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Glassy behavior is observed not only in 'chemical' glasses, but also in granular materials and colloidal suspensions. These systems are characterized by having a glass transition temperature. That is, a temperature in which a mixed order out of equilibrium phase transition occurs and the relaxation times of the system diverge.
This critical slowing down in dynamics is one among many reasons as to why studying glassy behavior is challenging both experimentally and theoretically. Kinetically constrained models have been successful in this as they are simple enough to easily simulate large systems and are sometimes analytically solvable.
We have studied a three dimensional  extension of the 2D Spiral Model . The 2D model undergoes jamming at a critical density in which a fraction of the particles in the system cannot move anymore and form 1D clusters of frozen sites. The particles that can still move become rattlers - they are confined to some local area of the system and cannot diffuse far away.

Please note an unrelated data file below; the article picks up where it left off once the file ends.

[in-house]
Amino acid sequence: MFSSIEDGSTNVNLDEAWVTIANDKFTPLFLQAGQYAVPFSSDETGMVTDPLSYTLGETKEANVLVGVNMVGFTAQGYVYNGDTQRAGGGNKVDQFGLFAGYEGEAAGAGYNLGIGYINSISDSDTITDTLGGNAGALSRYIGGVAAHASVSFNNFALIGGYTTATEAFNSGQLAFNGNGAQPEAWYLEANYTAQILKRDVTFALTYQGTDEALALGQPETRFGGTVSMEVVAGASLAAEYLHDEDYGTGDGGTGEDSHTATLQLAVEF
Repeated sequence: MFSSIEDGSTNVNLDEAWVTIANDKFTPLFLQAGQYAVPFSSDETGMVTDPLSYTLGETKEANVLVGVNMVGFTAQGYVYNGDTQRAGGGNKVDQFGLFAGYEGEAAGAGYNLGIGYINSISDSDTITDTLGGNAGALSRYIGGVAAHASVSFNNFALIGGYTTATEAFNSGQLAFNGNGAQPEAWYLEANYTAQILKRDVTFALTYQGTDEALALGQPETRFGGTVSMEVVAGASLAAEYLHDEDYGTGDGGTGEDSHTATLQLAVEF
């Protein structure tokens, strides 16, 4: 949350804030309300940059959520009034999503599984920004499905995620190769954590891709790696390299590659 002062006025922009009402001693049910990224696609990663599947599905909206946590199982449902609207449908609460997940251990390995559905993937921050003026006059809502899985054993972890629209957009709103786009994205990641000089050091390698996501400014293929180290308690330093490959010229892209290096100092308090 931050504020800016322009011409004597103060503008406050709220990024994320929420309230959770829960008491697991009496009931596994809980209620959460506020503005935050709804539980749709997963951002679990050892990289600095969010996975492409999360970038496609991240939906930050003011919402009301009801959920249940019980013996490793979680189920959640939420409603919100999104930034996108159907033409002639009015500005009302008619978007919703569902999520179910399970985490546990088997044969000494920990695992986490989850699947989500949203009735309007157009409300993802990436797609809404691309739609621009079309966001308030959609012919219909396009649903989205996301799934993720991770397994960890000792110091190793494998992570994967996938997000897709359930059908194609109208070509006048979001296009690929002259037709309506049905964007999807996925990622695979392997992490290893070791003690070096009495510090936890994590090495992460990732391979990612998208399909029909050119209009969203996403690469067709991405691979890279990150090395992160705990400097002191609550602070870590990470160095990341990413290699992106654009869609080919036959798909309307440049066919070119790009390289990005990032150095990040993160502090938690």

In 3D however, that is not the case; a fraction of the particles in the system become frozen and creates a 1D frozen cluster, however mobile particles can diffuse over long distances. The reason is geometric - in 2D one-dimensional frozen clusters of particles act as effective walls, and particles are unable to cross these walls and travel to the other side. In 3D particles use the third dimension to travel around these clusters. We investigated the existence of a second critical density, one in which frozen clusters become 2D and particles become confined in local cages in the system.
Using a fast and efficient culling algorithm, we bypass running the dynamics of the system and find the underlying structural property of the system determining the diffusivity of particles.
We indeed find a second critical density. Its critical exponents value agree with those of random percolation.